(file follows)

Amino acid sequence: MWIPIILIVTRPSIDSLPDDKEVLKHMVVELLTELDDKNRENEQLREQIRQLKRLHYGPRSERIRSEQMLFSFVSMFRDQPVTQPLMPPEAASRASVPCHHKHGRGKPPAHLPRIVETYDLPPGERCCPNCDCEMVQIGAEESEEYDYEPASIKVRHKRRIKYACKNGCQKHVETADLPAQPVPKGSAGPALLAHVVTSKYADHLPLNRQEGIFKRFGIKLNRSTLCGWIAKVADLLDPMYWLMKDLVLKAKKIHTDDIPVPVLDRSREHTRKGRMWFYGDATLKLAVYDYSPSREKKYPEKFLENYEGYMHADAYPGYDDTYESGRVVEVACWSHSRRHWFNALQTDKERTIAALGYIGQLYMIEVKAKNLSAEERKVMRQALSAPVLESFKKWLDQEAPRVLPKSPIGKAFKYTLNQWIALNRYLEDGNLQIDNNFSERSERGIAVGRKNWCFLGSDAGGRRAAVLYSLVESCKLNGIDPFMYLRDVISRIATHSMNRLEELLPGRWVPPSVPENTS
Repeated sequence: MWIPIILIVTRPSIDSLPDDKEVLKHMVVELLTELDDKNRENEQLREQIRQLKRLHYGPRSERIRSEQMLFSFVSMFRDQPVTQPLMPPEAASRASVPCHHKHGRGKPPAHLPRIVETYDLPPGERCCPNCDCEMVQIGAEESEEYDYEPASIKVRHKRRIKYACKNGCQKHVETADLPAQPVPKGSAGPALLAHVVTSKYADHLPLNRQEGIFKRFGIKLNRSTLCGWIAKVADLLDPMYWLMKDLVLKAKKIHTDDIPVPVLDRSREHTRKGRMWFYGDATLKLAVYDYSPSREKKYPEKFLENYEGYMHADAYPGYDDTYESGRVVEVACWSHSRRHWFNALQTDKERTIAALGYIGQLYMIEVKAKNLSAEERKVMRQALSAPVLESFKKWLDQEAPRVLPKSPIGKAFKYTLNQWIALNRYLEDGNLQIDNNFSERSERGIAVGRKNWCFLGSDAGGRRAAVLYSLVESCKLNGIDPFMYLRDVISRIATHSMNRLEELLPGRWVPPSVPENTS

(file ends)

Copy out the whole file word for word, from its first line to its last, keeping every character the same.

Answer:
Amino acid sequence: MWIPIILIVTRPSIDSLPDDKEVLKHMVVELLTELDDKNRENEQLREQIRQLKRLHYGPRSERIRSEQMLFSFVSMFRDQPVTQPLMPPEAASRASVPCHHKHGRGKPPAHLPRIVETYDLPPGERCCPNCDCEMVQIGAEESEEYDYEPASIKVRHKRRIKYACKNGCQKHVETADLPAQPVPKGSAGPALLAHVVTSKYADHLPLNRQEGIFKRFGIKLNRSTLCGWIAKVADLLDPMYWLMKDLVLKAKKIHTDDIPVPVLDRSREHTRKGRMWFYGDATLKLAVYDYSPSREKKYPEKFLENYEGYMHADAYPGYDDTYESGRVVEVACWSHSRRHWFNALQTDKERTIAALGYIGQLYMIEVKAKNLSAEERKVMRQALSAPVLESFKKWLDQEAPRVLPKSPIGKAFKYTLNQWIALNRYLEDGNLQIDNNFSERSERGIAVGRKNWCFLGSDAGGRRAAVLYSLVESCKLNGIDPFMYLRDVISRIATHSMNRLEELLPGRWVPPSVPENTS
Repeated sequence: MWIPIILIVTRPSIDSLPDDKEVLKHMVVELLTELDDKNRENEQLREQIRQLKRLHYGPRSERIRSEQMLFSFVSMFRDQPVTQPLMPPEAASRASVPCHHKHGRGKPPAHLPRIVETYDLPPGERCCPNCDCEMVQIGAEESEEYDYEPASIKVRHKRRIKYACKNGCQKHVETADLPAQPVPKGSAGPALLAHVVTSKYADHLPLNRQEGIFKRFGIKLNRSTLCGWIAKVADLLDPMYWLMKDLVLKAKKIHTDDIPVPVLDRSREHTRKGRMWFYGDATLKLAVYDYSPSREKKYPEKFLENYEGYMHADAYPGYDDTYESGRVVEVACWSHSRRHWFNALQTDKERTIAALGYIGQLYMIEVKAKNLSAEERKVMRQALSAPVLESFKKWLDQEAPRVLPKSPIGKAFKYTLNQWIALNRYLEDGNLQIDNNFSERSERGIAVGRKNWCFLGSDAGGRRAAVLYSLVESCKLNGIDPFMYLRDVISRIATHSMNRLEELLPGRWVPPSVPENTS